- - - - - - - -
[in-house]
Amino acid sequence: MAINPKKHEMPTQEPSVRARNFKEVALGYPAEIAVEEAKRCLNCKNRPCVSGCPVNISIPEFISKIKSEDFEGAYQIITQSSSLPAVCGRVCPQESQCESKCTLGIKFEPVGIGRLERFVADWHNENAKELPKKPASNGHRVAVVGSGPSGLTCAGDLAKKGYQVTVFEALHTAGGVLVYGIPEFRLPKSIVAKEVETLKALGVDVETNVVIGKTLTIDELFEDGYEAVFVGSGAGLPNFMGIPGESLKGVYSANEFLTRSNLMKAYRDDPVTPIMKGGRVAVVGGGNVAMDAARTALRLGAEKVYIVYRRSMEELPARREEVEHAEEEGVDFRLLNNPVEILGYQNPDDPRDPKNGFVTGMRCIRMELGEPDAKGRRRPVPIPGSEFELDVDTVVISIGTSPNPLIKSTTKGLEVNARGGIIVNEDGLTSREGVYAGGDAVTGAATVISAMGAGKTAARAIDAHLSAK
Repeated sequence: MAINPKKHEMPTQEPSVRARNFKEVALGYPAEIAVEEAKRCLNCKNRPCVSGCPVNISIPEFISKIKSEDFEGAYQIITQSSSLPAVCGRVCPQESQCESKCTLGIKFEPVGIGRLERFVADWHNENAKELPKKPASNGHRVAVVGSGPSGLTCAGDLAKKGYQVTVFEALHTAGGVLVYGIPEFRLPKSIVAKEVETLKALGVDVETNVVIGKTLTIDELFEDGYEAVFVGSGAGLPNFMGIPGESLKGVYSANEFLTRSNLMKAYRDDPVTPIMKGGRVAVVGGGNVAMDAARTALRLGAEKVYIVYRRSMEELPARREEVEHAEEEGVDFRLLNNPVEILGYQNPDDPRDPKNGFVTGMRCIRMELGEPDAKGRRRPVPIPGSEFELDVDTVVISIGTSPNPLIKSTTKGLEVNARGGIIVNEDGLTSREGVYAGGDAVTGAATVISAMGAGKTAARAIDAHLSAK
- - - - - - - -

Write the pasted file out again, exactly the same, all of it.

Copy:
[in-house]
Amino acid sequence: MAINPKKHEMPTQEPSVRARNFKEVALGYPAEIAVEEAKRCLNCKNRPCVSGCPVNISIPEFISKIKSEDFEGAYQIITQSSSLPAVCGRVCPQESQCESKCTLGIKFEPVGIGRLERFVADWHNENAKELPKKPASNGHRVAVVGSGPSGLTCAGDLAKKGYQVTVFEALHTAGGVLVYGIPEFRLPKSIVAKEVETLKALGVDVETNVVIGKTLTIDELFEDGYEAVFVGSGAGLPNFMGIPGESLKGVYSANEFLTRSNLMKAYRDDPVTPIMKGGRVAVVGGGNVAMDAARTALRLGAEKVYIVYRRSMEELPARREEVEHAEEEGVDFRLLNNPVEILGYQNPDDPRDPKNGFVTGMRCIRMELGEPDAKGRRRPVPIPGSEFELDVDTVVISIGTSPNPLIKSTTKGLEVNARGGIIVNEDGLTSREGVYAGGDAVTGAATVISAMGAGKTAARAIDAHLSAK
Repeated sequence: MAINPKKHEMPTQEPSVRARNFKEVALGYPAEIAVEEAKRCLNCKNRPCVSGCPVNISIPEFISKIKSEDFEGAYQIITQSSSLPAVCGRVCPQESQCESKCTLGIKFEPVGIGRLERFVADWHNENAKELPKKPASNGHRVAVVGSGPSGLTCAGDLAKKGYQVTVFEALHTAGGVLVYGIPEFRLPKSIVAKEVETLKALGVDVETNVVIGKTLTIDELFEDGYEAVFVGSGAGLPNFMGIPGESLKGVYSANEFLTRSNLMKAYRDDPVTPIMKGGRVAVVGGGNVAMDAARTALRLGAEKVYIVYRRSMEELPARREEVEHAEEEGVDFRLLNNPVEILGYQNPDDPRDPKNGFVTGMRCIRMELGEPDAKGRRRPVPIPGSEFELDVDTVVISIGTSPNPLIKSTTKGLEVNARGGIIVNEDGLTSREGVYAGGDAVTGAATVISAMGAGKTAARAIDAHLSAK